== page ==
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for advisers and leaders in financial advice

  • Writer's pictureJason Dunn


Do you even have one?

Essentially, a value proposition, or VP, is predominantly for your prospects, or referral partners, because your clients should already understand your value – even if they haven’t articulated it before. And your VP should be a powerful tool that has many useful purposes.

For example, it should be used to succinctly, and highly effectively, convey the difference you make to the lives of others.

An impactful VP should compel whomever it is conveyed to, or whoever reads it, to ask for more insights or information. Sometimes all you have is a 30-second window to capture someone’s interest and to resonate with their situation or life.

For example, if asked at a barbecue or function what you do, responding with ”…I’m a senior financial adviser…”, then explaining what you do, will hardly be differentiating or inspiring.

Perhaps it would be prudent to start with defining what a value proposition is - or what it is not. What it is not is a range or suite of services that you provide or purport to deliver. Moreover, this is all about you.

A value proposition is the value your prospects will derive or receive from the services and care that you provide.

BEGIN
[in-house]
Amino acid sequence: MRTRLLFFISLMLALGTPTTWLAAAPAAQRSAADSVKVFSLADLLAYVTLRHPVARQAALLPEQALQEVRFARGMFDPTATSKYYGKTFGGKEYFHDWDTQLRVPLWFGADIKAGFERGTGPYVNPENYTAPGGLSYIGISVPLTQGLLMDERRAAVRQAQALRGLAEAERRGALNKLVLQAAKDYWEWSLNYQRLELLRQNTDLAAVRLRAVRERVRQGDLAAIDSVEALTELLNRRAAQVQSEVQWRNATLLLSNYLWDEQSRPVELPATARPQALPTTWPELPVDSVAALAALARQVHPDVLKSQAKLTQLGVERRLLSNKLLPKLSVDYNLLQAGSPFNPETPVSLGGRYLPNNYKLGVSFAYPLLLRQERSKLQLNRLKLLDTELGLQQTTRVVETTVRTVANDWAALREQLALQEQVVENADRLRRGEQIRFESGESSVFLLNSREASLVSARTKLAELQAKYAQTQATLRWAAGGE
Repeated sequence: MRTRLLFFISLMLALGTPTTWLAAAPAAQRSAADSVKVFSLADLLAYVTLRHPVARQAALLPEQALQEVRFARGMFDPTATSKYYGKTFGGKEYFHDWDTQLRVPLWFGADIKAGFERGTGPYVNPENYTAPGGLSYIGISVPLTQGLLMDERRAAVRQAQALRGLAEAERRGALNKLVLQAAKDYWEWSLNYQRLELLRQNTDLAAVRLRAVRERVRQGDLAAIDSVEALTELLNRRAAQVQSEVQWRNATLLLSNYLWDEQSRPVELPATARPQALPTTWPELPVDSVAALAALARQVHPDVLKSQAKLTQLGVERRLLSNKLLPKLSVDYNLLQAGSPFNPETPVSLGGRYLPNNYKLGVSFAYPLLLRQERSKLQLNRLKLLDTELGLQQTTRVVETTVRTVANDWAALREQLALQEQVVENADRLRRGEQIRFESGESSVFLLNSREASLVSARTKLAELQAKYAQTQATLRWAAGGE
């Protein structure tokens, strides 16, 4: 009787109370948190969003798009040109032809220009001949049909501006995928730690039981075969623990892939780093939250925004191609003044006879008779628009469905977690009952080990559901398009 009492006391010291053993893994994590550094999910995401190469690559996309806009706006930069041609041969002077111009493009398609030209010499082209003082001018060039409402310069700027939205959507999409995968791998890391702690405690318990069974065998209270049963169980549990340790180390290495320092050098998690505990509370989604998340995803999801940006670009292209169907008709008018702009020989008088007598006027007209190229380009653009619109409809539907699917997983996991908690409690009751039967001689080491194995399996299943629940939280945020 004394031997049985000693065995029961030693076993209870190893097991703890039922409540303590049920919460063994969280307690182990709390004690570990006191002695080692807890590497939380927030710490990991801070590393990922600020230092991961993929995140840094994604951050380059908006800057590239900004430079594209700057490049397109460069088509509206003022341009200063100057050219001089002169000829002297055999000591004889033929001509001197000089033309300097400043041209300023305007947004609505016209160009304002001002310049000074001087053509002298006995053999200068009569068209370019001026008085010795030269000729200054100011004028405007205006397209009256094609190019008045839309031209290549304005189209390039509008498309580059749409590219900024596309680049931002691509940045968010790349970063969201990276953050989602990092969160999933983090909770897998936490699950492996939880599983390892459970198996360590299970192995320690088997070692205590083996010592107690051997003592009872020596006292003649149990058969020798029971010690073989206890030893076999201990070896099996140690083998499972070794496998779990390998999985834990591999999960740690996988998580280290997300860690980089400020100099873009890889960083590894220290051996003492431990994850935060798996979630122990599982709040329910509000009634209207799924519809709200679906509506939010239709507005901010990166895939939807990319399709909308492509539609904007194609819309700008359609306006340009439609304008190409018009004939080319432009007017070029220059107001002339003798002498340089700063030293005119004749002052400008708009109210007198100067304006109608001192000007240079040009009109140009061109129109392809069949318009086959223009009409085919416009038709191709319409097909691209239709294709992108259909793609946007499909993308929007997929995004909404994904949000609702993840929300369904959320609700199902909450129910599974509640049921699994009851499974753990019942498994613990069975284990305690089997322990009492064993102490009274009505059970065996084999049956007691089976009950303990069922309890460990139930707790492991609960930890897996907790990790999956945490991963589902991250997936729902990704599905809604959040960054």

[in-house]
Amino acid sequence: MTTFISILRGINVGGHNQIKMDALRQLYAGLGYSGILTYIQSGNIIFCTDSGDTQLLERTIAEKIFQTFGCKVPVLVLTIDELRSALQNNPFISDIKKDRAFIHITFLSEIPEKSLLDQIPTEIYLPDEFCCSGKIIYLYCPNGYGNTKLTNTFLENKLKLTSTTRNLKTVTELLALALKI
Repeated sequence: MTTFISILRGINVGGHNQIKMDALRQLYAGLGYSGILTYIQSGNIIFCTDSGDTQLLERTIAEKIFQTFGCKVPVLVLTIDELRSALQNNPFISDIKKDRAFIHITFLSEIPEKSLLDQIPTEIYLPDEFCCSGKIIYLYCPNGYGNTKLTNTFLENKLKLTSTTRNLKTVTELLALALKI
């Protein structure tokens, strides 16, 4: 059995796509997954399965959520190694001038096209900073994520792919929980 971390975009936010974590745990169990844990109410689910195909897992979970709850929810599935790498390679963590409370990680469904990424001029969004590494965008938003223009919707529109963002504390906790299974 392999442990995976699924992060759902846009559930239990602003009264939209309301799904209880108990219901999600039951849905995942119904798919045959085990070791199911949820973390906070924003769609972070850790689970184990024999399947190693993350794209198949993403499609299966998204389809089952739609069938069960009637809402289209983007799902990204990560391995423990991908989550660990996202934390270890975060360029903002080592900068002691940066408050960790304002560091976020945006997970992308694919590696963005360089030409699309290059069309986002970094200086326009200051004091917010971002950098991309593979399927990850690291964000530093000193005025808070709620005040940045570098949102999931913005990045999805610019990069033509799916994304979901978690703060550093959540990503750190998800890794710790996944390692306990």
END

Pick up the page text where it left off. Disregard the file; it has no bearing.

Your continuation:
In other words, a VP should always be about them, and it should not be written, or articulated, in financial services vocabulary. Your VP may also include the problems that you solve for people. This can be particularly powerful and attention-grabbing.

All this sounds relatively subtle, I know, but it is essential and highly effective for

prospects and referral partners alike, to get this right.

Rather than solely relying on my decades of VP experience, last week I googled “financial advice” and randomly road-tested 10 firms. And guess what I found? Well, what I didn’t find was a clear and powerful VP, as defined by paying clients, of what clients truly valued about their relationship.

The GROW Adviser Capability program enables advisers to develop client-centred value propositions that truly demonstrate the difference that advisers and advice businesses make in the lives of their clients.

Keep an eye out for my next article: "Securing the appointment”

So what does your VP look like? Is it client-centred or adviser centred?

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